Fun with subscription products

“Some may be free, some may be premium. At theSkimm, we think of all of our products as subscription — all users are subscribing to a point of view or a value proposition, even if they aren’t paying.”

Subscriptions are on the mind for every publisher as Facebook and Google continue to cannibalize ad dollars. But while a lot of media companies aren’t new to the concept (hi print), the industry is very early in exploring the different subscription frameworks in a digital world. That will change.

So let’s start with the basics. What is a subscription? At theSkimm, we define a subscription product as:

  • Habitual: It’s part of someone’s routine. They “need” it.
  • Recurring: It’s delivered on a regular basis. The user knows what to expect and when to expect it.
  • Consistent value proposition: Each element and feature aligns with a centralized value statement. A user should be able to clearly say “I find value in this product because I get X every Y.”

Ultimately, a subscription product is something that hits all the points above. Some may be free, some may be premium. At theSkimm, we think of all of our products as subscription — all users are subscribing to a point of view or a value proposition, even if they aren’t paying. Our newsletter is a subscription product — our audience reads it every day in their morning routine to understand what’s happening in the world. Our calendar is a premium subscription — our audience pays to know what’s coming up in the news and zeitgeist every day.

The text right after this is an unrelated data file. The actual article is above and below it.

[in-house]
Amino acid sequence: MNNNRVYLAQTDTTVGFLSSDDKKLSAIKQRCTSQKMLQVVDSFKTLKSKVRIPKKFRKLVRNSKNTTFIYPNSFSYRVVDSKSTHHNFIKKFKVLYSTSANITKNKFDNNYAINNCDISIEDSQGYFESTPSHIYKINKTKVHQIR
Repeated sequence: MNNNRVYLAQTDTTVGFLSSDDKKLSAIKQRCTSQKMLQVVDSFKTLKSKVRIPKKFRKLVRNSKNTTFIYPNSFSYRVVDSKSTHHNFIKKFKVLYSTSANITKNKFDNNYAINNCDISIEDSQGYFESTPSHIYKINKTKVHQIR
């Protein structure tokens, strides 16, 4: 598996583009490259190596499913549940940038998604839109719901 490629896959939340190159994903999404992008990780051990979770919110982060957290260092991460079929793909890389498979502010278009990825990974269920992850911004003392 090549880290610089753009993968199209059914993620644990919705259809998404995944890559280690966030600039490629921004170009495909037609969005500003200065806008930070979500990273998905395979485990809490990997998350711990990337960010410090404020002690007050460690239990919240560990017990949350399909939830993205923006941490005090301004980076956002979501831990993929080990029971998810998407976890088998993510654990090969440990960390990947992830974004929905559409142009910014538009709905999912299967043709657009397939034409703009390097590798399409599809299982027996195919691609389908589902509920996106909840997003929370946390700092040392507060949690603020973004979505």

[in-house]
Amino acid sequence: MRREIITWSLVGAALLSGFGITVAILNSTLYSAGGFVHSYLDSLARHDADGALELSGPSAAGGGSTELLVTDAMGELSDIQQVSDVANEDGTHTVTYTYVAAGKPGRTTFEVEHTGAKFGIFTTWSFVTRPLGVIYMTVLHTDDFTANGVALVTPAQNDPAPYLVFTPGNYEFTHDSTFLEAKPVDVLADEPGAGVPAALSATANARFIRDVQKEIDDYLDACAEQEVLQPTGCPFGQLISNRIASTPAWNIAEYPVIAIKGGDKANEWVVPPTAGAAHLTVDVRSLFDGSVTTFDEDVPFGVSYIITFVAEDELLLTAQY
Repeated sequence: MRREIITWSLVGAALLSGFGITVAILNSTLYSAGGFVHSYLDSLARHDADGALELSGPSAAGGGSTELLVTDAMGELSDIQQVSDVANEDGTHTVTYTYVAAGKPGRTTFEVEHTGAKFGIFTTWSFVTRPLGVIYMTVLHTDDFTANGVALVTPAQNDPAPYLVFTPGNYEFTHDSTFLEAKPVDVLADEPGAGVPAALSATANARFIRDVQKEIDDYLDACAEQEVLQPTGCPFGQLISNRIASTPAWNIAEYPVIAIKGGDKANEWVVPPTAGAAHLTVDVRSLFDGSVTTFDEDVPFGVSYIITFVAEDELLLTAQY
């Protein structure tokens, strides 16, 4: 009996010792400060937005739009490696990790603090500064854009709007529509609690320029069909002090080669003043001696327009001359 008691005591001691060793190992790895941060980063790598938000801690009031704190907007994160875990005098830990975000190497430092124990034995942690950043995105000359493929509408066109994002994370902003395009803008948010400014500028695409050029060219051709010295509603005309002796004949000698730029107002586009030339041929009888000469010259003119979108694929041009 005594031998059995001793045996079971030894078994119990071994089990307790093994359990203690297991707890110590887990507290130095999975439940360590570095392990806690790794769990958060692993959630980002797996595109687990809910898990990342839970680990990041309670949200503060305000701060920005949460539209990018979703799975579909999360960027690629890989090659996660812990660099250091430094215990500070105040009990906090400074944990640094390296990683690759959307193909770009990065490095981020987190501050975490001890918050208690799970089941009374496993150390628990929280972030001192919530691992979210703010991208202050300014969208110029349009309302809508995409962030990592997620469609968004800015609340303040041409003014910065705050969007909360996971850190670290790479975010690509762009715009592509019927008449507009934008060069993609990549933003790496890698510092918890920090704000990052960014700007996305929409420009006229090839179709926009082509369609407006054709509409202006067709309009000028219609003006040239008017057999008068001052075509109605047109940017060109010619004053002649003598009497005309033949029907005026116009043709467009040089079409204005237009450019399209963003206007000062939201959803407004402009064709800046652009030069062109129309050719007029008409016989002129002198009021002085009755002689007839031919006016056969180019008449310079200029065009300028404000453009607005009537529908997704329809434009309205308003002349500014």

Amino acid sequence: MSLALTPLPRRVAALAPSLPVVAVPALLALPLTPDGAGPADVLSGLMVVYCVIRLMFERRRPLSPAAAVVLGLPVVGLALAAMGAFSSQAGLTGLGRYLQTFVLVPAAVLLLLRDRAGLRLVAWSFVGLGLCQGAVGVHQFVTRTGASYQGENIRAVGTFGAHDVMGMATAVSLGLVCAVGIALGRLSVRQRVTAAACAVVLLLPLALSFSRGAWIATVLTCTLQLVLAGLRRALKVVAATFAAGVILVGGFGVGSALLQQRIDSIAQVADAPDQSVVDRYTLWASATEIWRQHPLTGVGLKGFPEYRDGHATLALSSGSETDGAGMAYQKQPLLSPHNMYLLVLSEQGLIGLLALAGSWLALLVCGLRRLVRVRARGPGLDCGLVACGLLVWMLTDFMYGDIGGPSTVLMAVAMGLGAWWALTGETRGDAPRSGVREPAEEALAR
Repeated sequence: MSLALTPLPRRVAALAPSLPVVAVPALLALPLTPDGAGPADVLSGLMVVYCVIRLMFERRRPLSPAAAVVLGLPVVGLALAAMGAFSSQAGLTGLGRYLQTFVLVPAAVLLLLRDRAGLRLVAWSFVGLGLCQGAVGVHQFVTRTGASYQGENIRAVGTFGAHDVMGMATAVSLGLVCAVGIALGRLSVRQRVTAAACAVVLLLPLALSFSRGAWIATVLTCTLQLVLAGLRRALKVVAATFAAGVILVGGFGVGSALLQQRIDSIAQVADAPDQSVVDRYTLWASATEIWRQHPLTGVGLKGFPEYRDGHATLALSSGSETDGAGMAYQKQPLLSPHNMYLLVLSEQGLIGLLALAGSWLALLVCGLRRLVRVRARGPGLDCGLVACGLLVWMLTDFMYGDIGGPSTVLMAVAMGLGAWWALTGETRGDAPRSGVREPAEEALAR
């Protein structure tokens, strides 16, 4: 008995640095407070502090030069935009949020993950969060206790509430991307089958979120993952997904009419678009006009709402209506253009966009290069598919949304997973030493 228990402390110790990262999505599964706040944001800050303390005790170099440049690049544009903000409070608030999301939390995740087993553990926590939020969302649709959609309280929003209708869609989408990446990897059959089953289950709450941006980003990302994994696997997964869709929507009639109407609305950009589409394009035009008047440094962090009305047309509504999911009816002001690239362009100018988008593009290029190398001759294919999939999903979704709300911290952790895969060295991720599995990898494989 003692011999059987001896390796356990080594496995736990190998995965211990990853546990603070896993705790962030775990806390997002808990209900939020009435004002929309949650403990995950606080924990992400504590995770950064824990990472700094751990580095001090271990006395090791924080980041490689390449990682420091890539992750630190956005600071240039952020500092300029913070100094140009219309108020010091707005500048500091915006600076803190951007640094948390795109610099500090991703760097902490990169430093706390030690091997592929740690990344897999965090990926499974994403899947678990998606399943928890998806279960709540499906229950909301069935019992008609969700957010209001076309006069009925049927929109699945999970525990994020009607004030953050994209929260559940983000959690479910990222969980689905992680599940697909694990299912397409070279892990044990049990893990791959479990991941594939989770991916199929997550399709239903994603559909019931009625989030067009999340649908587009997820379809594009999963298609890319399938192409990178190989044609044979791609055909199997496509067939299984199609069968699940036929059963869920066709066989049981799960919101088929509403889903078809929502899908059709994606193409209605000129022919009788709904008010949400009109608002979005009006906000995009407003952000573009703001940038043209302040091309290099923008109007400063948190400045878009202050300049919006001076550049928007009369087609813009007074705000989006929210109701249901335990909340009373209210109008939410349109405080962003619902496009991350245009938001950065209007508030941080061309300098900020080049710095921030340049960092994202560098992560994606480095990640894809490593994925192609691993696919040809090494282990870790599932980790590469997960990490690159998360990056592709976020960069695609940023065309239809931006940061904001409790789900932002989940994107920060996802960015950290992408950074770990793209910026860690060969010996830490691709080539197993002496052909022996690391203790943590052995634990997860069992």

As media moves into uncharted territory, we’ll start to learn lessons from other industries. So let’s break a few down.

1. Volume: This is purely transacting on amount of content. It’s the same product and content, but users pay for more. This is the traditional publisher route — The New York Times, The Washington Post, etc. are all heavily based on volume.

2. Content A vs. Content B: This is transacting on an entirely different type of content that is considered to be “premium.” Some examples are YouTube Red or ESPN Insider — the core product is free, but users pay to unlock premium, differentiated content.

3. Features: Users pay to have a better experience or additional features within the same product. This is where most non-media companies are operating: Amazon and two-day shipping, Spotify and offline listening, dating apps and unlimited messaging, and many many more. With all these examples, the core experience is the same, and users are paying to unlock a valuable “must-have” feature. The most common route here for media companies is paying for no ads, but it’ll be interesting to see where else they can play in this space that’s traditionally dominated by tech companies.

4. All or nothing: Pretty simple. Pay or get nothing. Most video streaming services operate here — Netflix, Hulu, etc. It’s risky but can work if you have obvious, upfront value.

5. Superfan: Users pay to get special access to things like events, swag, and behind-the scenes looks, generally transacting on brand loyalty and affinity. We’re seeing more publishers try this route, often as “memberships.”

This is not an exhaustive list by any means, and we’re starting to see a lot of companies offer a mix-and-match version of these different models. It’s an exciting time for publishers to rethink their entire value proposition and how that can fit into a subscription model.

is head of product at theSkimm.

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